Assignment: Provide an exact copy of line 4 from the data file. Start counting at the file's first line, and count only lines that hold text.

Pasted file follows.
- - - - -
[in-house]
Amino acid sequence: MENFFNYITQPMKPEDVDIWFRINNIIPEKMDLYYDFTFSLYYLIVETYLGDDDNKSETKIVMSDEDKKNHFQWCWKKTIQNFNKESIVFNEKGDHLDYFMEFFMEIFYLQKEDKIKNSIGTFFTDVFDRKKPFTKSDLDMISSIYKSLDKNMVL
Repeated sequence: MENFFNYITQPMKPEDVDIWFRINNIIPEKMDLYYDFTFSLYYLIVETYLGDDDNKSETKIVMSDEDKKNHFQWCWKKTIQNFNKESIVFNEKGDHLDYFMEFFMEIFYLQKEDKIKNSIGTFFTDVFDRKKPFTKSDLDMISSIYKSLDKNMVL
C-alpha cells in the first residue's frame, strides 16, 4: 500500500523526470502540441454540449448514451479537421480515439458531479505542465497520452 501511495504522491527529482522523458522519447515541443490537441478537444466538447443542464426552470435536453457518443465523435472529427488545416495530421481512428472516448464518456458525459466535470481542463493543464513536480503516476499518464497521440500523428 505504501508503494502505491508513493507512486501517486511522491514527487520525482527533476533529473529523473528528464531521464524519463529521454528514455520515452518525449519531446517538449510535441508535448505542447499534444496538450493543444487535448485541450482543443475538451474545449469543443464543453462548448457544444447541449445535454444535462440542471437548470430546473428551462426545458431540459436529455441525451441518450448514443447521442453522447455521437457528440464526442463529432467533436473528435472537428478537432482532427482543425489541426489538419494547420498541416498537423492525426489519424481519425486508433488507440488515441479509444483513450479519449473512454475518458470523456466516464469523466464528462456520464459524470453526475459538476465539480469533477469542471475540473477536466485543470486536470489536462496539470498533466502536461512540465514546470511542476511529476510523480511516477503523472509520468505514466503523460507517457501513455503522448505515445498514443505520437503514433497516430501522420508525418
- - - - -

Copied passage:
C-alpha cells in the first residue's frame, strides 16, 4: 500500500523526470502540441454540449448514451479537421480515439458531479505542465497520452 501511495504522491527529482522523458522519447515541443490537441478537444466538447443542464426552470435536453457518443465523435472529427488545416495530421481512428472516448464518456458525459466535470481542463493543464513536480503516476499518464497521440500523428 505504501508503494502505491508513493507512486501517486511522491514527487520525482527533476533529473529523473528528464531521464524519463529521454528514455520515452518525449519531446517538449510535441508535448505542447499534444496538450493543444487535448485541450482543443475538451474545449469543443464543453462548448457544444447541449445535454444535462440542471437548470430546473428551462426545458431540459436529455441525451441518450448514443447521442453522447455521437457528440464526442463529432467533436473528435472537428478537432482532427482543425489541426489538419494547420498541416498537423492525426489519424481519425486508433488507440488515441479509444483513450479519449473512454475518458470523456466516464469523466464528462456520464459524470453526475459538476465539480469533477469542471475540473477536466485543470486536470489536462496539470498533466502536461512540465514546470511542476511529476510523480511516477503523472509520468505514466503523460507517457501513455503522448505515445498514443505520437503514433497516430501522420508525418